University of Bristol
Wellcome Trust
Recommended by:
Society of Biology
PEEP for Physics & Ethics at GCSE

Getting creative with video

It's very easy to get carried away and just run around wirth a camera, but you'll be much more productive if you start with an idea of what you 'could' do before you start. It's much easier to be really creative if you have goalposts to aim at. 

There are many ways you could tell your story - here are just a few examples of formats you could try out. 

Vox Pops

Vox Pops

Vox pops, (from the latin 'vox populi' or 'voice of the people'), show a collection of short clips from many people to demonstrate a snapshot of public opinion, allowing the viewer to reflect on the diversity of views.


  • Make sure your subject is something that people will actually have an opinion about.
  • Remember people are busy and you're aking up their time. Pick a question that's likely to spark their interest so that they have a clear opinion rather than needing to think about it for ages.
  • Ask open ended questions, so that you don't get answers of 'yes' and 'no'. "What do you think of....?" rather than "Should xyz be allowed?"
  • Avoid leading questions, like "Any sane person would want this banned. Do you agree"
  • Keep your quesions short and easy to understand
  • Keep some spare questions to hand in case you get someone who doesn't have an answer, or better still has lots of answers

(Adapted from BBC Vox Pops for radio training module)


Role plays

Role plays

In a role play, the 'actors' but take on the identity of another person in an imagined scenario. A small group then improvise what might happen between these people.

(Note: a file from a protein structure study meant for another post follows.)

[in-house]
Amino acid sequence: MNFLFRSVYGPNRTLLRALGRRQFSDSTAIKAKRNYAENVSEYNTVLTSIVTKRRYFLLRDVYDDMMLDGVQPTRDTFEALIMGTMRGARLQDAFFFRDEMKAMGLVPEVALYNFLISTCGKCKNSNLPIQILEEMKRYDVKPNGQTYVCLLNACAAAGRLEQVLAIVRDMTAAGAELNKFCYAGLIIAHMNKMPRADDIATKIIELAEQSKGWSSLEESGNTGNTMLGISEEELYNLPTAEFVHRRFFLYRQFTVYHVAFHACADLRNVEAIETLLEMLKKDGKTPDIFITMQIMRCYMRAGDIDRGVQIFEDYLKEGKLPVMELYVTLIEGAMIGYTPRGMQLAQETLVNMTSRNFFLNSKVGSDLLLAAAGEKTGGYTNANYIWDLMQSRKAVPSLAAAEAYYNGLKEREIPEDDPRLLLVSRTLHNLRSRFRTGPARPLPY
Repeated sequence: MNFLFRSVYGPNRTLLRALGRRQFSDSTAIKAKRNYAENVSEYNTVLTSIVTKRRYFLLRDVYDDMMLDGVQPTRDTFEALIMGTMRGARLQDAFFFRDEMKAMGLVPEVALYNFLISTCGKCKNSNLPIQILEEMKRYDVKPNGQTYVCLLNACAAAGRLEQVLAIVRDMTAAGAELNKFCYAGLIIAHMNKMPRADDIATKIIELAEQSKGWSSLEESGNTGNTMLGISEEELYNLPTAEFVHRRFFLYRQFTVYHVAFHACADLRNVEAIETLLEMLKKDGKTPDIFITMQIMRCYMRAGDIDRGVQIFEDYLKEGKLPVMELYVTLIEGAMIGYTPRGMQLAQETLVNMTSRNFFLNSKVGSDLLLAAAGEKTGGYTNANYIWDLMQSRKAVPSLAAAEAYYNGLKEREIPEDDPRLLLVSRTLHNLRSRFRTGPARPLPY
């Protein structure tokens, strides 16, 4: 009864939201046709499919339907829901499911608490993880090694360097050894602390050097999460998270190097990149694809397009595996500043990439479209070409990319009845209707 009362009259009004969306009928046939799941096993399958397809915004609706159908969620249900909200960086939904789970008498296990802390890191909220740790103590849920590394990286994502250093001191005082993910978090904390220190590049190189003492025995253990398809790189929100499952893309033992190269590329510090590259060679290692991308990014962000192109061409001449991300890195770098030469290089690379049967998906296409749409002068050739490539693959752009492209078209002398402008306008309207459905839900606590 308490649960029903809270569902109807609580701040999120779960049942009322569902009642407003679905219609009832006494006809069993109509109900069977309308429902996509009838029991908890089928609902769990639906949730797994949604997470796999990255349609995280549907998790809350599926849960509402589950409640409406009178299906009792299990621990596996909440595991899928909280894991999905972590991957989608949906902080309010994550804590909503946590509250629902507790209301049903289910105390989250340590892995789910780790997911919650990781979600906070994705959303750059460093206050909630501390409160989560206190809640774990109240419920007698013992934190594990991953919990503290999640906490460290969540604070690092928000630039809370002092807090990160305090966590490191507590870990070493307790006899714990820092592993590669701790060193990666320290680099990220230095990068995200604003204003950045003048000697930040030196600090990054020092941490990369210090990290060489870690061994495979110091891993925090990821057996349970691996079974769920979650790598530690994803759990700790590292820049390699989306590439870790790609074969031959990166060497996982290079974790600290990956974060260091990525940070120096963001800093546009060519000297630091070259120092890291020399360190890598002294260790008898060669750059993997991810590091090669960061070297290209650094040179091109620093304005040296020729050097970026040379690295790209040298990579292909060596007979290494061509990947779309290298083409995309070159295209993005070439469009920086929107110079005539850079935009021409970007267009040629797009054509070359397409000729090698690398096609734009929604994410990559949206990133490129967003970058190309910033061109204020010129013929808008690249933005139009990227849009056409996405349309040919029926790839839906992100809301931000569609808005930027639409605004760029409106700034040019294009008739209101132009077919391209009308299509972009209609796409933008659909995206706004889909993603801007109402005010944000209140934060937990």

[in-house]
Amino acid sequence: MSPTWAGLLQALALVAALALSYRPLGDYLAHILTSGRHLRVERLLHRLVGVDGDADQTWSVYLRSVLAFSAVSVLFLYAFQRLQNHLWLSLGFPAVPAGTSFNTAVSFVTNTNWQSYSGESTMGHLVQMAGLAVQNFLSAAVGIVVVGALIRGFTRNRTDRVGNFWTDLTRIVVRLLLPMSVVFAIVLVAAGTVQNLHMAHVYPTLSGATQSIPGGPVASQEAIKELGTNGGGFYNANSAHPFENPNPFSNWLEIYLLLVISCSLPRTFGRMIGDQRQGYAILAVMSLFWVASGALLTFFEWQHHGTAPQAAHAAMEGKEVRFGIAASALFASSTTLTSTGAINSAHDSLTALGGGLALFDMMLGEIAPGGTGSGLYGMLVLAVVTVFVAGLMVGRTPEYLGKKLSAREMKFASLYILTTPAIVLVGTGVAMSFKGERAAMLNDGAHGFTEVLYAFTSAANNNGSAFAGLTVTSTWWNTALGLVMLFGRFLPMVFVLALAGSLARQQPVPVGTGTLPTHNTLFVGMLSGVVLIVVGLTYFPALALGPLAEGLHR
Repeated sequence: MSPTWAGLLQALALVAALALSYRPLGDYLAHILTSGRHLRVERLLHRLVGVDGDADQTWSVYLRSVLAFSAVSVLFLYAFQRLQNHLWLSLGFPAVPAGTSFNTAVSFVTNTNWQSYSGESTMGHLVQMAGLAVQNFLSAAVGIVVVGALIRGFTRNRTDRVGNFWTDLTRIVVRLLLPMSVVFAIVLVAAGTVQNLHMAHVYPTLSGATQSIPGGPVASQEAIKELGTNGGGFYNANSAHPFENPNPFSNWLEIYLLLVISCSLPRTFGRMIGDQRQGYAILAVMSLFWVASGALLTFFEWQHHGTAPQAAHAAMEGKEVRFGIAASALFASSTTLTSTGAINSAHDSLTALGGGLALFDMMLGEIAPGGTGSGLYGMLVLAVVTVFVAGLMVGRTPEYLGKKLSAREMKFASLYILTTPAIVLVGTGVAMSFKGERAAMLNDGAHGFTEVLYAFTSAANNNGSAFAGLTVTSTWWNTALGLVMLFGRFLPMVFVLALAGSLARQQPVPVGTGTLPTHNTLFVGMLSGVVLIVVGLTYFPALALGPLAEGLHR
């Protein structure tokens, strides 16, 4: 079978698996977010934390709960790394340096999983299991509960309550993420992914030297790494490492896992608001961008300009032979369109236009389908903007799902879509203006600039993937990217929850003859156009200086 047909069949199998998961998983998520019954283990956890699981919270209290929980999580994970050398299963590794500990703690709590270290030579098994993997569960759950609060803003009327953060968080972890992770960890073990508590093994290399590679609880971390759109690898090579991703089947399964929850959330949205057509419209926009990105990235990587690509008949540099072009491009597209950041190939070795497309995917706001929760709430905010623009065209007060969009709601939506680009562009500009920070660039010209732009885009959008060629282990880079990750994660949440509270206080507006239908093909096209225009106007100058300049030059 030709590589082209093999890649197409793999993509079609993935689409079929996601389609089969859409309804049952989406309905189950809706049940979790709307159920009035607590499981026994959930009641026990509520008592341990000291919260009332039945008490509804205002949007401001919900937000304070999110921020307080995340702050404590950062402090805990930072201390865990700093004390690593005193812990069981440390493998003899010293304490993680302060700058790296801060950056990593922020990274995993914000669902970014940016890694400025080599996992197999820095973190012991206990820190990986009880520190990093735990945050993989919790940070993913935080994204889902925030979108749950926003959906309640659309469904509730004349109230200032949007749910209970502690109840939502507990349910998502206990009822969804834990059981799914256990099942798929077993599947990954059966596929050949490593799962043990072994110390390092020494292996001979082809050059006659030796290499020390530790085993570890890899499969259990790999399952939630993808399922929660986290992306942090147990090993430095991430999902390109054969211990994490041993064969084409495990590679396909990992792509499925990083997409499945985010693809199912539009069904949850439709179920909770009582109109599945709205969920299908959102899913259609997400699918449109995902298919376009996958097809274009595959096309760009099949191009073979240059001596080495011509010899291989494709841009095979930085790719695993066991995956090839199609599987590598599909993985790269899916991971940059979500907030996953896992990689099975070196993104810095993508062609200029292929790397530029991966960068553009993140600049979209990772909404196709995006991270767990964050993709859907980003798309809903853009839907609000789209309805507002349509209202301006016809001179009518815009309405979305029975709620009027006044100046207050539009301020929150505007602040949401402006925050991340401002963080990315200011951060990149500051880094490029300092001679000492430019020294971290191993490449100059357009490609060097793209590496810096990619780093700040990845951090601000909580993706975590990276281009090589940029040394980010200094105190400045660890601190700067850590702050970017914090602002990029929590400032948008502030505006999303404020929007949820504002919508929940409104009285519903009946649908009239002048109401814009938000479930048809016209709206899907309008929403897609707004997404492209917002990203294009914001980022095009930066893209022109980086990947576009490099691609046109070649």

• Work out detailed descriptions for each character and their role.
  • Imagine all the circumstances of her or his current life, past history and all of the things that might affect how s/he behaves. This will help you to get into character.
  • Nobody is perfect, make your character human with flaws, it'll make for a much more fun person to play.



  • Everyone knows what an interview is. The key to creating a good one is to ask the right questions.
  • It's important to ask open ended questions that your guest can actually answer and that draw out more of the story. More info.
  • Prepare these in advance and try them out on your friends first.
  • You'll find lots of practical tips on how to prepare on the next page - planning ahead

Documentaries & 'mockumentaries'

Documentaries & 'mockumentaries'

  • Documentaries
    The point of a documentary is to 'document reality', to make a piece that portrays a set of facts, or makes a case for an opinion by laying out the evidence - a visual essay setting the scene, presenting your case and coming to conclusions or asking further questions. You don't have to just read a script along to pictures. You could also include interviews, role plays and vox pops as part of the story.

  • Mockumentaries
    This a humourous parody in the form of a documentary. Remember though that the point of this is for your viewers to learn about the issue. Use comedy to make a point, rather than the point of the video being to make comedy.

  • Tip
    Once you've decided what to do, write a rough script. Find someone who's not involved in your project and read your script to them out loud, without any further explanation or descriptions.  Now ask them to tell you in one sentence what the message of your story is.  If they can't tell you, or are vague at all, then look again to see if you're being really clear about what your story is actually saying.

Top tips

  • Know what you're going to do before you start.
  • Write it all down. It'll help organise your thoughts and flag up all sorts of issues you may not have thought of.
  • Even a basic script that you improvise from will be easier than working without one at all. 
  • Keep it short - 2-3 minutes will be long enough to tell a story, but short enough to keep it snappy and to the point

Next: Planning ahead

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